Emerging Market Debt Indicator February 2023
Following a recent trip to Brazil and Mexico, Christine Reed reports on a deeply contrasting picture. In addition, the wider investment team provides an update across the EM debt universe.
The challenges facing EM fixed income of high inflation, tighter monetary policy and geopolitics remained front-of-mind for investors. In the US, inflation surprised on the upside and the yield on 10-year Treasuries rose to 4.05%.
In Egypt, the IMF approved a US$3 billion Extended Fund Facility program. The country also moved to a flexible exchange rate regime. In Ghana, domestic challenges accelerated, with the currency coming under significant pressure from a combination of local dollarisation and portfolio outflows.
The overarching themes from China’s 20th Party Congress were policy continuity and Xi Jinping cementing his control of party structures. The US administration issued a ban on the transfer of US semiconductor technology to China. Several central banks tightened monetary policy.
Brazil’s left-leaning former President Luiz Inácio Lula da Silva (‘Lula’) won the presidential election, beating right-wing incumbent President Jair Bolsonaro by a small margin. Chile’s central bank’s efforts to reduce inflation and slow down the economy began to bite. Ecuador’s president announced a potential hard currency bond buy-back, which sparked a bond market rally.
Central and Eastern Europe
Inflationary momentum accelerated across the region, even in the Czech Republic, where there had been some more encouraging signs. Hungary’s central bank was forced into an emergency rate hike due to the acute sell-off in the forint.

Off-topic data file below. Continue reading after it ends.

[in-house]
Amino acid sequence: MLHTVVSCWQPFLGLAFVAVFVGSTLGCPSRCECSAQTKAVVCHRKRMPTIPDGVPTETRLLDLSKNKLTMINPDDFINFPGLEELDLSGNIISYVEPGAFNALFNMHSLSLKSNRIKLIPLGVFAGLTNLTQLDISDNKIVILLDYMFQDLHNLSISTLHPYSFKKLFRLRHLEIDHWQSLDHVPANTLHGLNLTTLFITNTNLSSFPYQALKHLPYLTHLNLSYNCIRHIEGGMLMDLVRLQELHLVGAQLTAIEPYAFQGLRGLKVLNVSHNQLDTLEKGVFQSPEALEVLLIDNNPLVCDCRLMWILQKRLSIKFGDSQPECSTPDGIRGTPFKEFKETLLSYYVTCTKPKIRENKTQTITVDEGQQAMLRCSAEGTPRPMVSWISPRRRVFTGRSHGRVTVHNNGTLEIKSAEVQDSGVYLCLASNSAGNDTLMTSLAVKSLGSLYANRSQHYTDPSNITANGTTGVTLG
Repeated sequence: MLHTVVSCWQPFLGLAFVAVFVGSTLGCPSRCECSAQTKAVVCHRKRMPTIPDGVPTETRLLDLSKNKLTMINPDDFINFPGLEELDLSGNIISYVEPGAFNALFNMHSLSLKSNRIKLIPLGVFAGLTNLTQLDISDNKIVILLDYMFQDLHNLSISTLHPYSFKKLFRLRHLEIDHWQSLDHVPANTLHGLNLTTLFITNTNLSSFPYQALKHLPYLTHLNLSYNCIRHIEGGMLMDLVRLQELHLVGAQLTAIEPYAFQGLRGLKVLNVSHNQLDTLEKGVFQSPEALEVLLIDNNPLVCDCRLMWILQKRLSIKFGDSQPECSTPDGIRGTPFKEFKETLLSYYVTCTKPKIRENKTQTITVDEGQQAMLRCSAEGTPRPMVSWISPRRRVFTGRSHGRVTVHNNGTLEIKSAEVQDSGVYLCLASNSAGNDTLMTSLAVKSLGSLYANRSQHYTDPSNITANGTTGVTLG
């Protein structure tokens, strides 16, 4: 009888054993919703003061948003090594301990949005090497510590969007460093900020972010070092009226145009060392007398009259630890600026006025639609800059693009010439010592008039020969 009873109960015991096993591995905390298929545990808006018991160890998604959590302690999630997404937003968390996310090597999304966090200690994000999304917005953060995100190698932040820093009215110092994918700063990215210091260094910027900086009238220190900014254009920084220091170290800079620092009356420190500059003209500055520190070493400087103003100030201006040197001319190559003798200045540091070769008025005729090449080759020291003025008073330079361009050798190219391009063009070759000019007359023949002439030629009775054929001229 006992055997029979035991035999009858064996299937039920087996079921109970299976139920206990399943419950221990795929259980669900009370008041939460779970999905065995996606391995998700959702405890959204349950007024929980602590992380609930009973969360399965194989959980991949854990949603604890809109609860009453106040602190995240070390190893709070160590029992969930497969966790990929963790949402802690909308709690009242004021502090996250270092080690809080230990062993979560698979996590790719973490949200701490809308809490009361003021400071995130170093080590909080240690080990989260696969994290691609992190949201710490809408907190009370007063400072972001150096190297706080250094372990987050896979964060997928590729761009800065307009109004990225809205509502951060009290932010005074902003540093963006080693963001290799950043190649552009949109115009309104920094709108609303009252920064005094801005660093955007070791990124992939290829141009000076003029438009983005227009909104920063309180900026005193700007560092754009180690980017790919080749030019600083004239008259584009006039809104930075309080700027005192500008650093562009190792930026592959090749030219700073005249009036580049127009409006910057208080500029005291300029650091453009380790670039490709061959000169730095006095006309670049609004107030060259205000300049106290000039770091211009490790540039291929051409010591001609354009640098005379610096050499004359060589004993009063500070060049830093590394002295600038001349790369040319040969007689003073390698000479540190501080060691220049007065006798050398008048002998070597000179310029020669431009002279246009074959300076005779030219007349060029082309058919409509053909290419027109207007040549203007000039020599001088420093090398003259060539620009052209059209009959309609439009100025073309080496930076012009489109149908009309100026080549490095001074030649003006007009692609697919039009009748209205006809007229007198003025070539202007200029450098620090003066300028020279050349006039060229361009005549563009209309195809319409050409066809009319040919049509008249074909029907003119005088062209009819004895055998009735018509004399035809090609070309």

Rest of Europe, Middle East and Africa (EMEA)
Russia increased its military activity targeting civilian infrastructure over the month, as it struggled to make gains on the battlefield. In Turkey, the central bank cut rates by another 150bps, despite inflation being well over 80%. In South Africa, year-on-year inflation fell for the second month in a row.
EM corporate debt highlights
The macro backdrop continued to weigh on bond prices. Spreads widened, particularly in Asia, as China’s zero-COVID approach weighed on China, Hong Kong and Macao, and a lack of a material change in narrative from China’s 20th Party Congress disappointed some market participants.
General risks. All investments carry the risk of capital loss. The value of investments, and any income generated from them, can fall as well as rise and will be affected by changes in interest rates, currency fluctuations, general market conditions and other political, social and economic developments, as well as by specific matters relating to the assets in which the investment strategy invests. If any currency differs from the investor’s home currency, returns may increase or decrease as a result of currency fluctuations. Past performance is not a reliable indicator of future results. Environmental, social or governance related risk events or factors, if they occur, could cause a negative impact on the value of investments.
Specific risks. Emerging market: These markets carry a higher risk of financial loss than more developed markets as they may have less developed legal, political, economic or other systems.